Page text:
Volume 46 (2018) / Issue 6/7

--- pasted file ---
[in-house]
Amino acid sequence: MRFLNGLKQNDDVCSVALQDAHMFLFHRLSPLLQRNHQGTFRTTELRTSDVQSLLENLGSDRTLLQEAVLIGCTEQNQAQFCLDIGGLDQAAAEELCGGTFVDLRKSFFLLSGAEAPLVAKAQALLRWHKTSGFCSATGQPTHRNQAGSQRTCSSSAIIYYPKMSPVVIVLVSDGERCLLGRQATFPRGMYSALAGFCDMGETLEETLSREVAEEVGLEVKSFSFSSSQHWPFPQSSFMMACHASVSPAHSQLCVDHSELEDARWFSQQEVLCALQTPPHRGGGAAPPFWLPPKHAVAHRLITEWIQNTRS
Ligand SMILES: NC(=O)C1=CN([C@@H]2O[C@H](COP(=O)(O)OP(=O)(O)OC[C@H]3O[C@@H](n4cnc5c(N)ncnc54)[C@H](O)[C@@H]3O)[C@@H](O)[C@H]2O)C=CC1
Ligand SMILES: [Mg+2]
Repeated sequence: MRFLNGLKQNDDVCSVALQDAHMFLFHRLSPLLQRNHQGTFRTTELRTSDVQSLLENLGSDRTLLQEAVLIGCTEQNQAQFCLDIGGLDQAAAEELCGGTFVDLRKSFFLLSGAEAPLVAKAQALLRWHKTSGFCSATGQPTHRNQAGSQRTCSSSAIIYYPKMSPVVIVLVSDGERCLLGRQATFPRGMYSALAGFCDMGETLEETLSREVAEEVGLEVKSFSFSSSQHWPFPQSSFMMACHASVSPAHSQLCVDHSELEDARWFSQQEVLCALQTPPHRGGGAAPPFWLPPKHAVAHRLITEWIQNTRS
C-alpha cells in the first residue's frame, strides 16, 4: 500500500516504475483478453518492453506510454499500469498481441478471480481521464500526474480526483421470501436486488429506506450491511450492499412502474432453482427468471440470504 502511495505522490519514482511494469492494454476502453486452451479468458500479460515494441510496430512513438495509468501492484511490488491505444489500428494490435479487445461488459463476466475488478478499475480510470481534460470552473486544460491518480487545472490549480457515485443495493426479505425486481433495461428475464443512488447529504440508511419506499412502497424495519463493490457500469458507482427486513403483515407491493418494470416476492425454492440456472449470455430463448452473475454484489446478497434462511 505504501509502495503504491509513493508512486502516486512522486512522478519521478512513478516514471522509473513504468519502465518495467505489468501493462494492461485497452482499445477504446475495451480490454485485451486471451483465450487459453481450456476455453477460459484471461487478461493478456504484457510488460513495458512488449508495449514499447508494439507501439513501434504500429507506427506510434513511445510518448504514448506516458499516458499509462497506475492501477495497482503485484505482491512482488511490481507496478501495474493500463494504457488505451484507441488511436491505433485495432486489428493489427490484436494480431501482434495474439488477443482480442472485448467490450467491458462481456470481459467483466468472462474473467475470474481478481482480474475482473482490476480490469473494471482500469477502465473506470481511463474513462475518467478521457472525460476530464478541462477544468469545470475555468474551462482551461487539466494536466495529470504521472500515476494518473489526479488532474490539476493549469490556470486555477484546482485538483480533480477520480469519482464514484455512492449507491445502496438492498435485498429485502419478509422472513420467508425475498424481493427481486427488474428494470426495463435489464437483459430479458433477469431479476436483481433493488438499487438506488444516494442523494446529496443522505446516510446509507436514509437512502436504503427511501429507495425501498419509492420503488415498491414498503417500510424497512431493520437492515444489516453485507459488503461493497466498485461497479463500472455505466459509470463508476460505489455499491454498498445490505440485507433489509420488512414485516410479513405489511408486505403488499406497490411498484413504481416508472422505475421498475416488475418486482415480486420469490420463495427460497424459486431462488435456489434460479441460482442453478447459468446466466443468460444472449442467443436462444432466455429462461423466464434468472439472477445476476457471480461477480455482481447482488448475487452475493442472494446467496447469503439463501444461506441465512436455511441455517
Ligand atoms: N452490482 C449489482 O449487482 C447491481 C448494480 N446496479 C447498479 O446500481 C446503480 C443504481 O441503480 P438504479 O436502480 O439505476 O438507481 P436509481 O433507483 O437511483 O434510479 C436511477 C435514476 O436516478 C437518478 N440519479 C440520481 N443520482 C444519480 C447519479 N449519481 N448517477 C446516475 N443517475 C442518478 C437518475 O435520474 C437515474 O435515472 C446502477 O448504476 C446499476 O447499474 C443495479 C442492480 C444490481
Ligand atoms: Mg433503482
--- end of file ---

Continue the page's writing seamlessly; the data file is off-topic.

The judicial protection of the taxpayer’s fundamental rights is still not fully implemented in Italy nor even in Europe. Article 6 of the European Convention on Human Rights (the Convention) – with its dichotomy of ‘rights and civil obligations/criminal charges’ – avoids guaranteeing a full and an effective protection. EU law and the EU Charter of Fundamental Rights possess a strong and wider legal force, despite their being effective only within the competences under Article 5 of the EU Treaty. The jurisprudence of the Italian Supreme Court of Cassation currently still tends to exclude the automatic application of the guarantees of Article 6 of the Convention, even in tax penalty matters. In this context, the Italian Constitution and the so-called Pinto Law – which implements the remedy pursuant to Article 13 of the Convention to ensure that proceedings conclude within a reasonable time – should be taken into consideration. Although national legal systems cannot offer less protection than Conventional or EU law, it is entirely possible that national legal systems may provide greater protection than Conventional or EU law. From this perspective, the correct interpretation of Italian legal rules would allow the application of the principle of reasonable duration of proceedings, in the context of purely tax matters.
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